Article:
Scriptures state that the only knowledge worth knowing is the nature of the Self because it is by this knowledge that one can attain salvation — reaching that state from where there is no further return to this world of joy and sorrow. This knowledge confers the state of enlightenment.

In the Bhagavad Gita, Lord Krishna refers to the unenlightened person as one who is yet to transcended the effects of the sense of I and Mine, said Sri N. Veezhinathan in a lecture. A majority of individuals belong to this category and go through the cycle of birth to fulfil the effects of their individual Karma. They fail to perceive the difference between the Self (Atma) and the non-Self (Anatma). In contrast to these people, an enlightened person has perfected the yoga of union with God, that is, he is always steeped in thoughts of God and no worldly pulls attract him. Such a person beholds Him fully in all things and is thus not tainted by any trace of ego sense.

To attain this state of enlightenment, one has to seek refuge in the Supreme Brahman by means of the Higher Knowledge. This knowledge makes us behold the Supreme Brahman who is the Primordial Being and who is the cause of this entire universe with its process of birth, growth, decay and death. The Lord cannot be seen or seized, has no root or attributes, no eyes or ears, no hands or feet; and He is eternal and omnipresent. His effulgent abode is beyond the world of light or illumination caused by the sun, moon, fire or lightning. In fact it is by His power that these are able to illuminate the universe. To Him belongs all the glory in the world.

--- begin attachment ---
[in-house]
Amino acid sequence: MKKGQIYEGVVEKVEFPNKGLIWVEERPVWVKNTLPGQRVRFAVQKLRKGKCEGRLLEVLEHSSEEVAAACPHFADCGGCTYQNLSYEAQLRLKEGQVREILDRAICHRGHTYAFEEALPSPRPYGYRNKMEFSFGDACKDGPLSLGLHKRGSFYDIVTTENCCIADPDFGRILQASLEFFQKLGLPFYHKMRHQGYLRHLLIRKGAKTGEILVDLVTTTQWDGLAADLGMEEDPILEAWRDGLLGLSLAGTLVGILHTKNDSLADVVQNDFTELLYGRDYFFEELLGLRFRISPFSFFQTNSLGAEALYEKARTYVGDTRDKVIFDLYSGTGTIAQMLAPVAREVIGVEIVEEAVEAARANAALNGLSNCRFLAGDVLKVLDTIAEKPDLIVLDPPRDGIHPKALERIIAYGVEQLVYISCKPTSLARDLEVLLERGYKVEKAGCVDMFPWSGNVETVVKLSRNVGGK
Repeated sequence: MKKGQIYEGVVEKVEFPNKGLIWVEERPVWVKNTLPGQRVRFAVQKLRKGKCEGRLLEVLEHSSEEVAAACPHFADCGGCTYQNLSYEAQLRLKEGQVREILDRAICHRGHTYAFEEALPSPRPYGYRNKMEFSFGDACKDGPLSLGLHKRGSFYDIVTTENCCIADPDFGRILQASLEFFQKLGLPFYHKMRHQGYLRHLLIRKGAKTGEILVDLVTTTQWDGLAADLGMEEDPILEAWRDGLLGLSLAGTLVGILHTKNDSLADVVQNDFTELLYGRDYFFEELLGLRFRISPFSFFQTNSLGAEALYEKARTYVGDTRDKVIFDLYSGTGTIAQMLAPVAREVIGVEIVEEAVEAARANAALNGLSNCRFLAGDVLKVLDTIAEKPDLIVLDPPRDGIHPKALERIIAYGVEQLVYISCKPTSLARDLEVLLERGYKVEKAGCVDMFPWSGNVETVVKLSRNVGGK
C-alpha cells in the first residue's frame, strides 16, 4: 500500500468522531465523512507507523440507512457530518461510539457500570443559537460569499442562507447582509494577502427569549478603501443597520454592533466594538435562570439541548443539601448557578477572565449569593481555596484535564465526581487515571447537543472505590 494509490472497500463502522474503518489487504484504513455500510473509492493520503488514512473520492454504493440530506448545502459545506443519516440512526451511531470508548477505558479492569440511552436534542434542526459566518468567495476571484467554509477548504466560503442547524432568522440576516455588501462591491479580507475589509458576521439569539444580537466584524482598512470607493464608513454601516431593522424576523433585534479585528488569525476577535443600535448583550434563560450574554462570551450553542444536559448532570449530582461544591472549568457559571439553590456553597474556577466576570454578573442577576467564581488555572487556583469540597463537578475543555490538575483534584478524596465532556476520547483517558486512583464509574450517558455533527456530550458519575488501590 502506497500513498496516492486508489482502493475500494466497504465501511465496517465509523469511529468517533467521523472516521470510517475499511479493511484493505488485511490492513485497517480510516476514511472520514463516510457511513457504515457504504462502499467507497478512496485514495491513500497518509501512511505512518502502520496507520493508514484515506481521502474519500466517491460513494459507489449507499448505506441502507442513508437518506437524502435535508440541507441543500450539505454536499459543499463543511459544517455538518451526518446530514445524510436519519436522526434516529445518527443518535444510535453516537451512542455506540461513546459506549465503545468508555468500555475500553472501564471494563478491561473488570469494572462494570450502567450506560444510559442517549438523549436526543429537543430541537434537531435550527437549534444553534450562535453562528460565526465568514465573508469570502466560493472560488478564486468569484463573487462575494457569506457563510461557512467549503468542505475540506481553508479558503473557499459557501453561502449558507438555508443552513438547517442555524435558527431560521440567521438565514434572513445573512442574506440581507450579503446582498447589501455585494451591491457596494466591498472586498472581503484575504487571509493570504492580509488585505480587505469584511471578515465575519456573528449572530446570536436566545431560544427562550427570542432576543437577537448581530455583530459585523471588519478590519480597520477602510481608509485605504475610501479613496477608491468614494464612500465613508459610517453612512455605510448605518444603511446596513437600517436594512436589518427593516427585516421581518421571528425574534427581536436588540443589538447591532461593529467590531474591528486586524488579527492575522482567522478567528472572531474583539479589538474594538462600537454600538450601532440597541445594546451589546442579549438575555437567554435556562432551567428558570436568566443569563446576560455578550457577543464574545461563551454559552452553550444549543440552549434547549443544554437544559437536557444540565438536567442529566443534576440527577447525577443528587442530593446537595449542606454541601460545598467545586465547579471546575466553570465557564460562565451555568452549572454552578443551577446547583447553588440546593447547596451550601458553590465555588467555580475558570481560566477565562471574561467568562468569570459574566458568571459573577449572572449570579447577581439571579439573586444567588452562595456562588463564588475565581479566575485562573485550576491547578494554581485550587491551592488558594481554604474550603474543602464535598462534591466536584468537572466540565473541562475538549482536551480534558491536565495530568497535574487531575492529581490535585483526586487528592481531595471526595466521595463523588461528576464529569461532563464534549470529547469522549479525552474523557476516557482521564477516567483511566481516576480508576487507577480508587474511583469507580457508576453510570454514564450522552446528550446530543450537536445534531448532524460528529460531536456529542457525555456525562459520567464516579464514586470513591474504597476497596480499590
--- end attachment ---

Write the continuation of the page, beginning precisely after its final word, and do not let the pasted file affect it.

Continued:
The Jivatma comprises the gross and the subtle — the body and the Self. At every birth, the Self, carrying along with it the senses and the mind from the previous birth, attains a new body until it reaches the state of enlightenment. Only the realised Self is eligible to reach this abode of the Supreme Brahman.

The Lord explains at length the need to understand the fundamental dichotomy between the body and the soul. Steady determination and striving to distinguish the ephemeral from the eternal are needed on the part of the seeker.